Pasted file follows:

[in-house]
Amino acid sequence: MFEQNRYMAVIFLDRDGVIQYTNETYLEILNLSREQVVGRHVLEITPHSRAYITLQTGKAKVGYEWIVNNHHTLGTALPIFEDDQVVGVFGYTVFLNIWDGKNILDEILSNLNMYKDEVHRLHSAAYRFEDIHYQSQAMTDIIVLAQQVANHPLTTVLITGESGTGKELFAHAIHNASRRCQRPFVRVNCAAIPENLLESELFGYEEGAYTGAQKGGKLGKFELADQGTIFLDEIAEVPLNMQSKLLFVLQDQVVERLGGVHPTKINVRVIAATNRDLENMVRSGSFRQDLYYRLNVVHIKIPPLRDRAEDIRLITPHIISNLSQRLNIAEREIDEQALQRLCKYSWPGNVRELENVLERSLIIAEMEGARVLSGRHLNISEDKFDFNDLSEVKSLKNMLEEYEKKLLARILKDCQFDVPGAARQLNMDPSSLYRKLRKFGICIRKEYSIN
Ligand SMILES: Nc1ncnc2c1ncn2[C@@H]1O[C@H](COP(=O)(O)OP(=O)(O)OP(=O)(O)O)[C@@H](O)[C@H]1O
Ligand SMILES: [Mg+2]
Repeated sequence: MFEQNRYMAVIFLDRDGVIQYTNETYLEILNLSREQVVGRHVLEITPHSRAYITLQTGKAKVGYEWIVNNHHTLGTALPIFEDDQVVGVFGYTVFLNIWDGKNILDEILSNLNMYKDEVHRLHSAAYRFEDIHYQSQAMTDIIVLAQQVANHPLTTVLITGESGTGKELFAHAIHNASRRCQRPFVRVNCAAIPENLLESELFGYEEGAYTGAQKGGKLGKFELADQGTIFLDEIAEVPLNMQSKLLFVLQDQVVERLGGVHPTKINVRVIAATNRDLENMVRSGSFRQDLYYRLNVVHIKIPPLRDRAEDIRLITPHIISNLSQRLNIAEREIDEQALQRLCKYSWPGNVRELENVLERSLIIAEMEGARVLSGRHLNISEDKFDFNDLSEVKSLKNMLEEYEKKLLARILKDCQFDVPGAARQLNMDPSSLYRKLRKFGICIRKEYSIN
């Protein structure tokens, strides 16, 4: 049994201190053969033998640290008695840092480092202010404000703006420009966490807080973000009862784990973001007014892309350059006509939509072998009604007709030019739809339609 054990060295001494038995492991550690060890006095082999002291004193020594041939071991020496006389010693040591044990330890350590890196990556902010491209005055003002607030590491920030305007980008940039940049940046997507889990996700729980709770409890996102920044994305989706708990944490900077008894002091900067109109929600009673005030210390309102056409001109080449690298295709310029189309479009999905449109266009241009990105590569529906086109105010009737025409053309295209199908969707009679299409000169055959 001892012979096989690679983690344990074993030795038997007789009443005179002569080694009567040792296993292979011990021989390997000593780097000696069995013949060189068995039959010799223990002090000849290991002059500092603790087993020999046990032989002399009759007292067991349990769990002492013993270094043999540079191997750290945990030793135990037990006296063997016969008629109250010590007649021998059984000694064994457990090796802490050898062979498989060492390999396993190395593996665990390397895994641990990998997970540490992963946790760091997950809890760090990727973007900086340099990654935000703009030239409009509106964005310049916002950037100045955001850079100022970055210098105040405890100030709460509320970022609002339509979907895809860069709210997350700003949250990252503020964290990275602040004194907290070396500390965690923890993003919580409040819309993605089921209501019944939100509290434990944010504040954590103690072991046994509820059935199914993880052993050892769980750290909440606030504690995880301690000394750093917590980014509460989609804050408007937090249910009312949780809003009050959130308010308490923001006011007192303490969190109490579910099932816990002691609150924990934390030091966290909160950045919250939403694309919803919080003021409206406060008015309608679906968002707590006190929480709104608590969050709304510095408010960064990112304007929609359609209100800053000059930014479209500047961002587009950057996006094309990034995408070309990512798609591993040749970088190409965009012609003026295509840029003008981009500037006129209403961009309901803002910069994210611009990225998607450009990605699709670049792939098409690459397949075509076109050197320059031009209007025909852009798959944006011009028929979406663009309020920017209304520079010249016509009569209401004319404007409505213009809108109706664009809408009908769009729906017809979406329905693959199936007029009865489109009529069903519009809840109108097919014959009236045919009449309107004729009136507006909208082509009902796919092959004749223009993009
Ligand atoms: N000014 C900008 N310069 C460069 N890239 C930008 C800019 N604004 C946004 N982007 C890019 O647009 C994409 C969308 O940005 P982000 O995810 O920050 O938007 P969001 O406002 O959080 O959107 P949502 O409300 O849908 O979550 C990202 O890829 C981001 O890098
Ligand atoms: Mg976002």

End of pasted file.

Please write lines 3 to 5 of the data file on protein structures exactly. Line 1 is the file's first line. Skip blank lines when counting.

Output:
Ligand SMILES: Nc1ncnc2c1ncn2[C@@H]1O[C@H](COP(=O)(O)OP(=O)(O)OP(=O)(O)O)[C@@H](O)[C@H]1O
Ligand SMILES: [Mg+2]
Repeated sequence: MFEQNRYMAVIFLDRDGVIQYTNETYLEILNLSREQVVGRHVLEITPHSRAYITLQTGKAKVGYEWIVNNHHTLGTALPIFEDDQVVGVFGYTVFLNIWDGKNILDEILSNLNMYKDEVHRLHSAAYRFEDIHYQSQAMTDIIVLAQQVANHPLTTVLITGESGTGKELFAHAIHNASRRCQRPFVRVNCAAIPENLLESELFGYEEGAYTGAQKGGKLGKFELADQGTIFLDEIAEVPLNMQSKLLFVLQDQVVERLGGVHPTKINVRVIAATNRDLENMVRSGSFRQDLYYRLNVVHIKIPPLRDRAEDIRLITPHIISNLSQRLNIAEREIDEQALQRLCKYSWPGNVRELENVLERSLIIAEMEGARVLSGRHLNISEDKFDFNDLSEVKSLKNMLEEYEKKLLARILKDCQFDVPGAARQLNMDPSSLYRKLRKFGICIRKEYSIN